KUALA LUMPUR (Reuters) - Malaysian Prime Minister Najib Razak faces a test of his popularity this week in two by-elections that come hard on the heels of calls by the country’s former long-time leader, Mahathir Mohamad, for him to step down.
The influential Mahathir, 89, has intensified attacks on Najib in recent weeks, criticising him for his management of the economy and scandals arising from debt-laden state fund 1MDB and the murder of a Mongolian model nine years ago.
Mahathir has said the ruling United Malays National Organisation risks losing the next election, due by 2018, if Najib remains its leader. A poor showing in this week’s by-elections could weaken the premier’s position.
Najib’s government has drawn criticism over a new tax on goods and services, with 10,000 demonstrators turning out last Friday in the biggest show of public dissent since protests sparked by allegations of election fraud after Najib’s re-election two years ago.
The ruling Barisan Nasional coalition, which has led the multiethnic southeast Asian nation since independence in 1957, is widely expected to win Tuesday’s election for its traditional stronghold of Rompin in the eastern state of Pahang.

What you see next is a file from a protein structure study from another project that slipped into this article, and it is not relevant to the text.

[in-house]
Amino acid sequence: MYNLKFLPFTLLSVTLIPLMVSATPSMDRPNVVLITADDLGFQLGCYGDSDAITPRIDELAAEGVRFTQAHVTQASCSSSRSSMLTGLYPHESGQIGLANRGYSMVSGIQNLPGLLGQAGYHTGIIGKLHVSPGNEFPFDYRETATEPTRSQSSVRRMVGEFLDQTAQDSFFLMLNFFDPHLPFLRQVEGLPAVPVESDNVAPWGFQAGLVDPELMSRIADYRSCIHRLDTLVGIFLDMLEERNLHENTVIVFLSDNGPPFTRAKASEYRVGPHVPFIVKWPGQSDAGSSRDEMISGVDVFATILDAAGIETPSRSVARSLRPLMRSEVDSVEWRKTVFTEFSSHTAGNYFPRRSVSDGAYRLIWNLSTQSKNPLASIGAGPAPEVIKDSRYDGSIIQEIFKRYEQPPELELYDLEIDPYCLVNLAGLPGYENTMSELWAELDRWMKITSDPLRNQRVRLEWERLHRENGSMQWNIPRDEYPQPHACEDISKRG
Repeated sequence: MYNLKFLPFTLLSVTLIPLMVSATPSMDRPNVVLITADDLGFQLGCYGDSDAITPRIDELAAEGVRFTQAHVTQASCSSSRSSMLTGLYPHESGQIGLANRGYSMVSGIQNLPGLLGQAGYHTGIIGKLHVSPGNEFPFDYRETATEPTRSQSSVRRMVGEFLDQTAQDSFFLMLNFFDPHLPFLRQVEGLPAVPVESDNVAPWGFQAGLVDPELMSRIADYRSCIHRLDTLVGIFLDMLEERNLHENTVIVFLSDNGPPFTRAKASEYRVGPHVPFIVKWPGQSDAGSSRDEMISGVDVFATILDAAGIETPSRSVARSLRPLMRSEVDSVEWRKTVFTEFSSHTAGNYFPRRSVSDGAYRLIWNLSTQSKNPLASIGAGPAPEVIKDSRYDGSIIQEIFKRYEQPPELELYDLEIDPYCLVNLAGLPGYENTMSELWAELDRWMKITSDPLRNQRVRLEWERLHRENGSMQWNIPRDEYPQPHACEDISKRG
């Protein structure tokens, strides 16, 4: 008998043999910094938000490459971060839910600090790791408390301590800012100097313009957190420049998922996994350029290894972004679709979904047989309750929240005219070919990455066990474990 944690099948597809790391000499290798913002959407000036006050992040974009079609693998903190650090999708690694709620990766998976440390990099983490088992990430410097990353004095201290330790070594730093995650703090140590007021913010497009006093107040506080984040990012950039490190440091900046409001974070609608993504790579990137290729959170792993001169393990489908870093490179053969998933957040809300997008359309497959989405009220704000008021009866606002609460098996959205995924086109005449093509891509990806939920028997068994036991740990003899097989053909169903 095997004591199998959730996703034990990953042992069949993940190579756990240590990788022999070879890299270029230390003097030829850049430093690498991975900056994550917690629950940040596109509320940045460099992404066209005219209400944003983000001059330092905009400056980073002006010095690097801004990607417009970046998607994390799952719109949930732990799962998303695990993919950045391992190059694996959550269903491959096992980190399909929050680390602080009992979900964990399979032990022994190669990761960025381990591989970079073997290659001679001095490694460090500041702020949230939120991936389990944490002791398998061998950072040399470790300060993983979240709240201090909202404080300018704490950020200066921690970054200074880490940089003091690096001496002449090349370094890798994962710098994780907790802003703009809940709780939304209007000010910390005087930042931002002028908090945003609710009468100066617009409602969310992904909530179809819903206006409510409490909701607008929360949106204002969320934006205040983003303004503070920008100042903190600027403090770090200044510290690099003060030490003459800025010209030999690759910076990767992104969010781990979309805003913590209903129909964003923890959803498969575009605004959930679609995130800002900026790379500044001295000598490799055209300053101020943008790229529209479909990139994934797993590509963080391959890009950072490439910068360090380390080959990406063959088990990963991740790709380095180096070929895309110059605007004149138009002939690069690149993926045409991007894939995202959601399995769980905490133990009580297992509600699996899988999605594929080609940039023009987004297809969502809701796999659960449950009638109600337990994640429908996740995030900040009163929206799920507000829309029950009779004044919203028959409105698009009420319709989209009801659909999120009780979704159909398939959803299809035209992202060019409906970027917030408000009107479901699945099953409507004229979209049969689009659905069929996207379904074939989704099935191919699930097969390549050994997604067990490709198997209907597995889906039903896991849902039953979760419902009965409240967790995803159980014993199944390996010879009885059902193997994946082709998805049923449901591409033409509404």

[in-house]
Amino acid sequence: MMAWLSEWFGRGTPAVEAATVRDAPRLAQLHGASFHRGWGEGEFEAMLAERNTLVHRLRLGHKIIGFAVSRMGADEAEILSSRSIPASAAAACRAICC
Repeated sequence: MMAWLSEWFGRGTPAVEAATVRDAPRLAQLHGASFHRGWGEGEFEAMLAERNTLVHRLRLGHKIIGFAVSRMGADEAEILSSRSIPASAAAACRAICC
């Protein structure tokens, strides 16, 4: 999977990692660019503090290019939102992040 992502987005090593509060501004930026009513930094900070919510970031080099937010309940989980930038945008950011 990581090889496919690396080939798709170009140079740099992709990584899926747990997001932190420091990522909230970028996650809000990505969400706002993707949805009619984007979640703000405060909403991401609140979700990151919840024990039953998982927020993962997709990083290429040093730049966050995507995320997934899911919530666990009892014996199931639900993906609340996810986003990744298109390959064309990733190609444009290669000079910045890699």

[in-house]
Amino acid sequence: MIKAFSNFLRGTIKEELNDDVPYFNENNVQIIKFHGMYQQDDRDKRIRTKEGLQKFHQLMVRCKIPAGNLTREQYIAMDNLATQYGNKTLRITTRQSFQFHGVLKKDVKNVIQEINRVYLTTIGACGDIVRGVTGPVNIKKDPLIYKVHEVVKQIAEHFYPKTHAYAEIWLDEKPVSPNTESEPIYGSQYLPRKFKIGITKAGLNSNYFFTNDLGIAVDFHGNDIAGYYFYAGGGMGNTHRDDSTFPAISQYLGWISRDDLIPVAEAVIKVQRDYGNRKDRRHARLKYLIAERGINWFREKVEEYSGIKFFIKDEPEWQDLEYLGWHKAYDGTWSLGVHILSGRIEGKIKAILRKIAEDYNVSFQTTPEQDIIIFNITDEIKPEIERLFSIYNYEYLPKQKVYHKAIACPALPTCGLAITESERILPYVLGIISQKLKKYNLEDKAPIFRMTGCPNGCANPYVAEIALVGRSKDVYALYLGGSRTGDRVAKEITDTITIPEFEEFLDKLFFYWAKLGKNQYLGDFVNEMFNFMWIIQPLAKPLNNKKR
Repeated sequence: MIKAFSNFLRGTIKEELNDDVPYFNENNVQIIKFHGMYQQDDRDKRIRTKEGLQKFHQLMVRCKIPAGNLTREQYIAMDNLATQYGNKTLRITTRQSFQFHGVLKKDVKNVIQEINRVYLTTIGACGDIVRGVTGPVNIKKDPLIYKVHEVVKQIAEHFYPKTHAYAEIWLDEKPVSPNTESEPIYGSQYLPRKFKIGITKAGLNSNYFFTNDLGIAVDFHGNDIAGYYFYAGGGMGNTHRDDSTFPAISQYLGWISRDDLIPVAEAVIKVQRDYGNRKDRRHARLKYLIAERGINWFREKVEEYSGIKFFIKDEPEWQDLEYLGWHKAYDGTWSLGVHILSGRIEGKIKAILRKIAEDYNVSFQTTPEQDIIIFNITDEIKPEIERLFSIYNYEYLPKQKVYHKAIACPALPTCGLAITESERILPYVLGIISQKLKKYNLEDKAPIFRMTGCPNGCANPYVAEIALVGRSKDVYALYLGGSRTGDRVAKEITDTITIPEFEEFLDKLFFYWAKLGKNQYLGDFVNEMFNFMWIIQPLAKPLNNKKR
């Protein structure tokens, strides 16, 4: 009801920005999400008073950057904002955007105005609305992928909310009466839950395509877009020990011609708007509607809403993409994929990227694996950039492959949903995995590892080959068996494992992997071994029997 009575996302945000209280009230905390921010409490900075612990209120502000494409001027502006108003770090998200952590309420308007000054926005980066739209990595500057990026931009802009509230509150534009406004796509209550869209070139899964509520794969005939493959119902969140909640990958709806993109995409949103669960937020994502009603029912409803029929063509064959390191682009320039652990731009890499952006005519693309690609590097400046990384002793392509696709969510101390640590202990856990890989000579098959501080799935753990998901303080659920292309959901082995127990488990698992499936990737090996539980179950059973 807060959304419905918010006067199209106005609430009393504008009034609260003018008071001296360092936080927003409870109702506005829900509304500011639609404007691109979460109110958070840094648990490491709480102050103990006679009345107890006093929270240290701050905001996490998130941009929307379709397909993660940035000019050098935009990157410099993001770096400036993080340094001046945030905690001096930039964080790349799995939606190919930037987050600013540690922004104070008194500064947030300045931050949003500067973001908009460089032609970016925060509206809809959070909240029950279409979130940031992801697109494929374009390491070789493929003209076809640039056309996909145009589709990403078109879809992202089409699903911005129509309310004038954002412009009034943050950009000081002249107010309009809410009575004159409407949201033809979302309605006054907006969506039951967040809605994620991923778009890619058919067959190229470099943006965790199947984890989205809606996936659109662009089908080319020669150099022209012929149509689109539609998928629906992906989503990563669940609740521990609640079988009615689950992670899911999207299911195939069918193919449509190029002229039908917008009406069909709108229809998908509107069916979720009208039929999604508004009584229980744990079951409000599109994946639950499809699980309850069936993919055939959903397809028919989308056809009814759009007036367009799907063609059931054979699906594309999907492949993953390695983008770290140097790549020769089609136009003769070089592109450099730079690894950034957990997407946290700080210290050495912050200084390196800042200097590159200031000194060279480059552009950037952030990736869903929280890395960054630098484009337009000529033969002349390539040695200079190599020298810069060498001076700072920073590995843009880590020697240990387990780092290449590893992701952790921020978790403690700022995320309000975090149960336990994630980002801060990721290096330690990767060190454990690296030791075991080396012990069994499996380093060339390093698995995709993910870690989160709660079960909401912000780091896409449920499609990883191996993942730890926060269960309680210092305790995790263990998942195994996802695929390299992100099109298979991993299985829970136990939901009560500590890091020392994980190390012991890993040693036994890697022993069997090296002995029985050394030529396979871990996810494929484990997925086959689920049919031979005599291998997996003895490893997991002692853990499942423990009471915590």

But anything short of a resounding victory would be seen as a reflection on Najib’s leadership, political analysts said.
“The results would be used to test whether Najib is a poison pill or a magic wand for his party,” said Oh Ei Sun, a senior fellow at the S. Rajaratnam School of International Studies.
“If the win margin diminishes compared to previous years, then one could argue that Najib’s leadership is dented.”
Risks to Najib stem largely from factions in his own party since opposition leader Anwar Ibrahim, arguably Malaysia’s most charismatic politician, was convicted of sodomy and jailed in February, after a trial he decried as politically motivated.
On Thursday, Anwar’s wife, Wan Azizah Wan Ismail, stands for her husband’s seat in the northern island of Penang, but could struggle to win, as ties among the three-party opposition alliance, the Pakatan Rakyat, have frayed.
A push by one member, Parti Islam se-Malaysia (PAS), to introduce an Islamic penal code has alienated it from Anwar’s party and the ethnic Chinese Democratic Action Party. PAS threatened to boycott the alliance’s by-election campaign.
“This internal squabbling will affect the election result,” said Wan Saiful Wan Jan, of the Institute for Democracy and Economic Affairs (IDEAS) think tank in Kuala Lumpur.
“This was supposed to be a safe seat for Pakatan. But now the expectation is that BN will get more votes in the seat than before.”
Reporting by Praveen Menon; Editing by John Chalmers and Clarence Fernandez